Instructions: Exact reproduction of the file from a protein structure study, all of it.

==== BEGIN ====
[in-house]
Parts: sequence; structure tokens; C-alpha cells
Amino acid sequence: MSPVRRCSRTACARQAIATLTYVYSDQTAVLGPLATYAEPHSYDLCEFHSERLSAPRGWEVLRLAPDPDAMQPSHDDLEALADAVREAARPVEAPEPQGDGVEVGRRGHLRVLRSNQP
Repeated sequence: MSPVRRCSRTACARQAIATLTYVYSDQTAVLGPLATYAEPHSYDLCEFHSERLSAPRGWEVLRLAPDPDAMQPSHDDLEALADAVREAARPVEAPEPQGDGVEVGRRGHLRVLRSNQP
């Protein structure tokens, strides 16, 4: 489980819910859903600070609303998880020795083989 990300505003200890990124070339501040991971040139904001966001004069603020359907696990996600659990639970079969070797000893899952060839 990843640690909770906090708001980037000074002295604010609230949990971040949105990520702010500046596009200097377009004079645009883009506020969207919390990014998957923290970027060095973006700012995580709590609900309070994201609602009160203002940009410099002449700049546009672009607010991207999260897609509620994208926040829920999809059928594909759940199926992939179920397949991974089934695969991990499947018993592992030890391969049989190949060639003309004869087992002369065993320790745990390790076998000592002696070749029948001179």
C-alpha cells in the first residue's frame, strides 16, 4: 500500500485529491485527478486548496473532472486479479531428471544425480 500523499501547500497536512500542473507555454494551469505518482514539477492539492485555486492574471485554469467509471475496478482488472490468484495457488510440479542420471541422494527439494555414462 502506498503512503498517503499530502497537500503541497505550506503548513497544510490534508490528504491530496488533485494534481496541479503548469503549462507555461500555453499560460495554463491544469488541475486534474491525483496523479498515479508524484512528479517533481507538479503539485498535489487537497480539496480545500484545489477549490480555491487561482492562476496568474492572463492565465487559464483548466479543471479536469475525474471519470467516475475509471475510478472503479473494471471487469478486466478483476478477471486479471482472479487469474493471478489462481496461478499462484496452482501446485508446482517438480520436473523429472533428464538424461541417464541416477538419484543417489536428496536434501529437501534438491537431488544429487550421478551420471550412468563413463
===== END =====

[in-house]
Parts: sequence; structure tokens; C-alpha cells
Amino acid sequence: MSPVRRCSRTACARQAIATLTYVYSDQTAVLGPLATYAEPHSYDLCEFHSERLSAPRGWEVLRLAPDPDAMQPSHDDLEALADAVREAARPVEAPEPQGDGVEVGRRGHLRVLRSNQP
Repeated sequence: MSPVRRCSRTACARQAIATLTYVYSDQTAVLGPLATYAEPHSYDLCEFHSERLSAPRGWEVLRLAPDPDAMQPSHDDLEALADAVREAARPVEAPEPQGDGVEVGRRGHLRVLRSNQP
């Protein structure tokens, strides 16, 4: 489980819910859903600070609303998880020795083989 990300505003200890990124070339501040991971040139904001966001004069603020359907696990996600659990639970079969070797000893899952060839 990843640690909770906090708001980037000074002295604010609230949990971040949105990520702010500046596009200097377009004079645009883009506020969207919390990014998957923290970027060095973006700012995580709590609900309070994201609602009160203002940009410099002449700049546009672009607010991207999260897609509620994208926040829920999809059928594909759940199926992939179920397949991974089934695969991990499947018993592992030890391969049989190949060639003309004869087992002369065993320790745990390790076998000592002696070749029948001179």
C-alpha cells in the first residue's frame, strides 16, 4: 500500500485529491485527478486548496473532472486479479531428471544425480 500523499501547500497536512500542473507555454494551469505518482514539477492539492485555486492574471485554469467509471475496478482488472490468484495457488510440479542420471541422494527439494555414462 502506498503512503498517503499530502497537500503541497505550506503548513497544510490534508490528504491530496488533485494534481496541479503548469503549462507555461500555453499560460495554463491544469488541475486534474491525483496523479498515479508524484512528479517533481507538479503539485498535489487537497480539496480545500484545489477549490480555491487561482492562476496568474492572463492565465487559464483548466479543471479536469475525474471519470467516475475509471475510478472503479473494471471487469478486466478483476478477471486479471482472479487469474493471478489462481496461478499462484496452482501446485508446482517438480520436473523429472533428464538424461541417464541416477538419484543417489536428496536434501529437501534438491537431488544429487550421478551420471550412468563413463